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Sergio Perez is certainly hoping there's no place like home, as the Mexican comes to his home grand prix trying to hold onto second in the drivers' table. Entering this weekend he has a 31-point advantage over Lewis Hamilton, a driver who has come alive in the past few races as Mercedes' latest upgrades have the Briton looking mighty racy of late. 

A fourth place for Perez last time out -- at the United States Grand Prix -- was a return to form for the Red Bull Racing driver, who has had an off-kilter season by his and the team's standards. Regardless of what reassurances have been made to him through the media in regard to his status, who knows what has been said to him in the privacy of the paddock area, away from prying eyes and out of earshot. 

In any case, Perez is likely feeling the pressure to deliver a 1-2 finish in the drivers' standings as well as put on a good showing in front of his home fans. Under contract through 2024, it is anyone's guess what Red Bull team principal Christian Horner may do should Perez stumble to the finish of the season enough for Hamilton to jump him in the standings. Would that push Horner to consider elevating Liam Lawson, who impressed at AlphaTauri in relief of Daniel Ricciardo, before the end of Perez's contract? 

Perez is keeping his focus on the things he can do to affect the situation for the better, not what he can't.

"It's about making sure you put your energy into things you can control, things you can change," Perez told "It's a good challenge because you get to know yourself a lot more when you are in this sort of pressure — how you behave, how you handle it."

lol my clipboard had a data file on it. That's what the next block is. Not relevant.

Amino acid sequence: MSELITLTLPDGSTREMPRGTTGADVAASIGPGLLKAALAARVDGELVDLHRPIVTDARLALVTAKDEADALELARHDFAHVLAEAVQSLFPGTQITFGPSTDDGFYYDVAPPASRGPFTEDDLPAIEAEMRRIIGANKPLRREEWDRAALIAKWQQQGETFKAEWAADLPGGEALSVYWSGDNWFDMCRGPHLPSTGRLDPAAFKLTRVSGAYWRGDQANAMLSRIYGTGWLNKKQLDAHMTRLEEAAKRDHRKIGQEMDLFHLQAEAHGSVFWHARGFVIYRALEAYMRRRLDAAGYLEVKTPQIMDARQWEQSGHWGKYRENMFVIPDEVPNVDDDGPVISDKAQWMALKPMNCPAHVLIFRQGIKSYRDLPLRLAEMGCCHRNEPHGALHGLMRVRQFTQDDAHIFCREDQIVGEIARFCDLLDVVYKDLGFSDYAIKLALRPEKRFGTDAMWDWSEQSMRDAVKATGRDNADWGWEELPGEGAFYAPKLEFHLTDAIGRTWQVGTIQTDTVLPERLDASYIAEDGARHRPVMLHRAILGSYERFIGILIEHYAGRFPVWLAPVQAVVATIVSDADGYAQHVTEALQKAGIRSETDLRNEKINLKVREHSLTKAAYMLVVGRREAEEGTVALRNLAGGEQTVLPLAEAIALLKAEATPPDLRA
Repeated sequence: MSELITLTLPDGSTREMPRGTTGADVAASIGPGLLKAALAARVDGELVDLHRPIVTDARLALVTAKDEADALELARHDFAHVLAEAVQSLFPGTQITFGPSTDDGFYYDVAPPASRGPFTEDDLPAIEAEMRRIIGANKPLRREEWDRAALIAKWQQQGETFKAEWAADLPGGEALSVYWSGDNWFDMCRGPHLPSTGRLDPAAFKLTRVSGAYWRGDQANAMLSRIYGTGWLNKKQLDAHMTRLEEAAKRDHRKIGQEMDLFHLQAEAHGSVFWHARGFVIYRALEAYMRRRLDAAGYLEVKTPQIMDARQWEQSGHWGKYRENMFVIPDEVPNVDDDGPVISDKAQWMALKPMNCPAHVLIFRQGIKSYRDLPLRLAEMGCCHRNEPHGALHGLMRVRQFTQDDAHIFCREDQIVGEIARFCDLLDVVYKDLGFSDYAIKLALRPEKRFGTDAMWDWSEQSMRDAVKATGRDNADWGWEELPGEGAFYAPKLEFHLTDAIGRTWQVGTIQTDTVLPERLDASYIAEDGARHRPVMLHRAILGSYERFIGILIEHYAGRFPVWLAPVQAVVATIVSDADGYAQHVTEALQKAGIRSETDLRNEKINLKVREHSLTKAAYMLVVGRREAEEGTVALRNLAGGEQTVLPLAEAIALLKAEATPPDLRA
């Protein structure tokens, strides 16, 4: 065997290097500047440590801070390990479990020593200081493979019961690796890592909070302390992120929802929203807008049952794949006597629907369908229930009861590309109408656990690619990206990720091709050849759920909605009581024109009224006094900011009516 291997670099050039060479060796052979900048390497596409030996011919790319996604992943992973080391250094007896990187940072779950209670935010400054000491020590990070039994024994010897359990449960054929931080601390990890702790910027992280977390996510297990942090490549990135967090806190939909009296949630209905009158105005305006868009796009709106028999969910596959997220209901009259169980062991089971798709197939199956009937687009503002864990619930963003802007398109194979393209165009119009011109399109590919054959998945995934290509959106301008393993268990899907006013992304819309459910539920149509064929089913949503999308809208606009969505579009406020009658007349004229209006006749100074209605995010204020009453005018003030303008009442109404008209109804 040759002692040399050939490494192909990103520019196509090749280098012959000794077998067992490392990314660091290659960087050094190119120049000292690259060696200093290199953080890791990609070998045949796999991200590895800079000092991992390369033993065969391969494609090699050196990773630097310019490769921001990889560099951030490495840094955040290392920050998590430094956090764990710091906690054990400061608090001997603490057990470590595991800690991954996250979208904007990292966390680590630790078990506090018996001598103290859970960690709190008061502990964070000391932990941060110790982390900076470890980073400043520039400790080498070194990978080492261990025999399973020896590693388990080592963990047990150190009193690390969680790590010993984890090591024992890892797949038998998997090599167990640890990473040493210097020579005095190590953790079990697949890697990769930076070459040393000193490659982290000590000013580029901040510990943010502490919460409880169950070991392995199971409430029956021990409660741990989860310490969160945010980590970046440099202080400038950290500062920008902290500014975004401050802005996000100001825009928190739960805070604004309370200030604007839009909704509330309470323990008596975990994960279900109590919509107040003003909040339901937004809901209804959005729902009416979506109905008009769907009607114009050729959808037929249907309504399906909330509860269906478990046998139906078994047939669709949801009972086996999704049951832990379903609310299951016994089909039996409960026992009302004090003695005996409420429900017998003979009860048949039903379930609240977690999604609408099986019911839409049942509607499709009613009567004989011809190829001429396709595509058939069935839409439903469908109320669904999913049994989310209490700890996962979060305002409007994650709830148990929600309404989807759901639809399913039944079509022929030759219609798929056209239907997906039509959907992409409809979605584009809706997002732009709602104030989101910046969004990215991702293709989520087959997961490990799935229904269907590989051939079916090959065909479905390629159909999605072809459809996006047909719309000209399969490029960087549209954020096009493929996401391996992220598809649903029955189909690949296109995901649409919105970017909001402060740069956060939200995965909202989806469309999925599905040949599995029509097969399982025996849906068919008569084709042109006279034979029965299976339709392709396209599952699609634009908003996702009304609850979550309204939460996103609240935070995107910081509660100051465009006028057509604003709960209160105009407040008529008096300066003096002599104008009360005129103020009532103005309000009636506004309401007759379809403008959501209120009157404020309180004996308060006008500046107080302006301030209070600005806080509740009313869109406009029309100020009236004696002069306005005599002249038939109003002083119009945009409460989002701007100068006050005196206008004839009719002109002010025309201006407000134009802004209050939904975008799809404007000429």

So is it good to be back home? Well, he's had podium finishes the past two seasons with Red Bull, finishing third in 2022 and 2021, but even that is of little solace when the driver who has finished ahead of him in second -- teammate Max Verstappen has won the past two races at Mexico -- is the man chasing him for second in the standings: Hamilton. 

How to watch the Formula 1 Grand Prix of Mexico

  • Date: Sunday, Oct. 29
  • Location: 2.674-mile, 17-turn Autodromo Hermanos Rodriguez; Mexico City, Mexico
  • Time: 4 p.m. ET
  • Stream: fubo (try for free

What to watch for

The altitude of Autodromo Hermanos Rodriguez (7,496 feet, the highest track F1 visits in 2023) means thinner air, so though the cars will be in their maximum downforce aero package, the thinner air results in faster speeds. It also impacts the physio of the drivers and the pit crew, giving new meaning to the term "racing that leaves you breathless." It also means the turbos will be straining to suck in as much air as possible. Air passages will be increased to allow this, as well as more air to the radiators for cooling. Again, more challenges for the engineers to deal with, and it will be interesting to see how Red Bull Racing guys solve their brake cooling issue that popped up at Circuit of the Americas.

Autodromo Hermanos Rodriguez's signature feature is Turn 17, known as the Peraltada. Also known as the stadium section by the fans, drivers love this slightly banked corner because it feels as if the crowd is on top of them, and they often say they can hear the shouting of the fans over the roar of their engines as they power through. Peraltada is where the second of the two DRS zones start and brings the field back to one of the longest front straights on the F1 calendar, making for what are usually hold-your-breath drag races down to the track's first turn.

Last year's race saw Pirelli bring the C2 (hard), C3 (medium) and C4 (soft) compounds to the race, but this year will feature the C3 as the hard and the C5 as the soft tire, with the C4 medium being a prototype the manufacturer hopes will result in the teams trying different strategies, including perhaps opting for a two-stopper as opposed to the one-stop strategy that has previously found success at Mexico City.